I've actually done extensive testing to determine the resolution capabilities of Canon's current lens line up.
Most of their lenses are only capable of about 14 megapixels of resolution. Their L lenses tend to be closer to 17 and handful of lenses such as the 70-200mm F4 IS can go all the way up to 36 megapixels based on extrapolating results from crop cameras.
Here's the weird thing about resolution though, just because a lens can only render 14 megapixels, doesn't mean it needs a 14 mp sensor.
The best way to illustrate this is to go into photoshop create an alternating black and white set of lines. Then resize it using nearest neighbor to 10x it's size. Offset it by just 2 or 3 pixels and then resize it using bicubic to the original size.
What you did there is took an image of a certain resolution and did the equivalent of trying to render it at it's own resolution while inserting random variation. In the real world a len's image does not line up perfectly with a sensor's pixels. Lens tests compensate for this by measuring at hundreds of points. The reality is though that if you had 1 pixels for every point a lens could render you'd only capture 50% of the len's resolution.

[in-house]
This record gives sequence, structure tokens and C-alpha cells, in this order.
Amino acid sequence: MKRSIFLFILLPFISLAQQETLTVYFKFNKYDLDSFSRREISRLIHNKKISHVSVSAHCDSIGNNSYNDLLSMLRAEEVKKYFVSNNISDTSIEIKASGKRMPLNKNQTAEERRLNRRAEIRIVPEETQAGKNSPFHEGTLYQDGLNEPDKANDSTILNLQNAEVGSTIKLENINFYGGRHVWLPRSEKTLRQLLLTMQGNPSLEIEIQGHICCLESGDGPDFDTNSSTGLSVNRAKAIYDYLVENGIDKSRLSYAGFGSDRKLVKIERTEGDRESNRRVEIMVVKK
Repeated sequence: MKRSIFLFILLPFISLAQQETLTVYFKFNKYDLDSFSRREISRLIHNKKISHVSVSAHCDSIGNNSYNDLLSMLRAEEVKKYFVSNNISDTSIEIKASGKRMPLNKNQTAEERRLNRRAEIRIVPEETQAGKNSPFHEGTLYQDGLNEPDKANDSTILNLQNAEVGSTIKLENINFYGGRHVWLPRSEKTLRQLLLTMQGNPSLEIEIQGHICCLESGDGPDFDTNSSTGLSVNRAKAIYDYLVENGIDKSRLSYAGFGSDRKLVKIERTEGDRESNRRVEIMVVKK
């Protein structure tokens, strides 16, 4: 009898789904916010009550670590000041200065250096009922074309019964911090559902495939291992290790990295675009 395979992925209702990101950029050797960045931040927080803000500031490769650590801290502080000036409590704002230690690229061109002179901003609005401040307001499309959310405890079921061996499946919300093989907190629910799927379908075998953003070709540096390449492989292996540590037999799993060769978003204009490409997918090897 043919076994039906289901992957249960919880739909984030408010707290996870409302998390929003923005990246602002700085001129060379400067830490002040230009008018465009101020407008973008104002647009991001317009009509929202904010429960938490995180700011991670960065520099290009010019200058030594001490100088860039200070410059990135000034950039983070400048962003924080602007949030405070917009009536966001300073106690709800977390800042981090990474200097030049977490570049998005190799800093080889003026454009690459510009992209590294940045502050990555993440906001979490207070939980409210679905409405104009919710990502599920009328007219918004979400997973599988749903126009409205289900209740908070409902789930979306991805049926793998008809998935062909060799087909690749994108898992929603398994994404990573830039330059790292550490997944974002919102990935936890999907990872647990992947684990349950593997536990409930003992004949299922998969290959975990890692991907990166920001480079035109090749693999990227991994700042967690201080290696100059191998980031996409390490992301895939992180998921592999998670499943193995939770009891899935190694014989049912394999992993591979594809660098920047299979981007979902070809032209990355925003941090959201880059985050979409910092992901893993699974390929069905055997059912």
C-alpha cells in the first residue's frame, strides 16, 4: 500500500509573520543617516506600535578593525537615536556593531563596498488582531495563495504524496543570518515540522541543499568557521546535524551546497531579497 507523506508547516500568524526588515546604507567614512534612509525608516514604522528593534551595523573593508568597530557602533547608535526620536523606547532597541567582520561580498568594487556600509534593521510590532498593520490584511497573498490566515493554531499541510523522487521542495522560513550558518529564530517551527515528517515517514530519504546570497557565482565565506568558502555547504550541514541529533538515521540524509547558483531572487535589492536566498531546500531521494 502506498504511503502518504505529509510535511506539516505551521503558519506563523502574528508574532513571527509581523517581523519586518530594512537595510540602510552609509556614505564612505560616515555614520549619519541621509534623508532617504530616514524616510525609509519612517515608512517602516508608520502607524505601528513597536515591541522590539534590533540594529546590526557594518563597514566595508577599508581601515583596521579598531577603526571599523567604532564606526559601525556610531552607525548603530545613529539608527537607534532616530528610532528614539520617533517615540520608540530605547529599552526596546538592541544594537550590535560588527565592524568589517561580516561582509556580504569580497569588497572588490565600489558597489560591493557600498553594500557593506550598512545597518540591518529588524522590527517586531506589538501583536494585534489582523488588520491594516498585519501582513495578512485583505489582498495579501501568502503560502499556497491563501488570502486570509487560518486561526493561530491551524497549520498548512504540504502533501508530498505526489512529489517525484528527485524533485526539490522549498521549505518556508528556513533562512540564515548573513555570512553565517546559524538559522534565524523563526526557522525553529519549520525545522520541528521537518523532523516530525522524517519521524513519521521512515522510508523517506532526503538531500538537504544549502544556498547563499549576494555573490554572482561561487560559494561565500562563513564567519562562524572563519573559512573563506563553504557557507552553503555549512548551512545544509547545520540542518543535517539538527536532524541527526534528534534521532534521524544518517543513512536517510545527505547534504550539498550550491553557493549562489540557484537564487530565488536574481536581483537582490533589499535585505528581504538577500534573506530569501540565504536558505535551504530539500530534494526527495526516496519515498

Thankfully we have sharpening algorithms which help to even out the issue, which theoretically can halve the issue, unfortunately cameras use bayer sensors which make the problem slightly worse. In the end if you had 1 pixel for every point a lens could render on our cameras you'd only capture around 70% of it's resolution after processing.
The theoretical point of deminishing returns when trying to render a lens follows this graph, as mentioned earlier sharpening algorithms make the problem about half as bad, so this assumes there is zero sharpening:
Theoretically if you used a 14 megapixel lens on a 14 mp sensor and compared it to the same lens on a 28 mp sensor (double the resolution of the lens) you'd see a 21% increase in resolution, a 56 mp sensor (quardruple) would result in a 32% increase in resolution over 14 mp, and a 112 mp sensor would get you a 37% increase.
So there is some benefit to having way more resolution than your lens can render simply to catch all the contrasting edges which do not perfectly align with the pixels on your camera.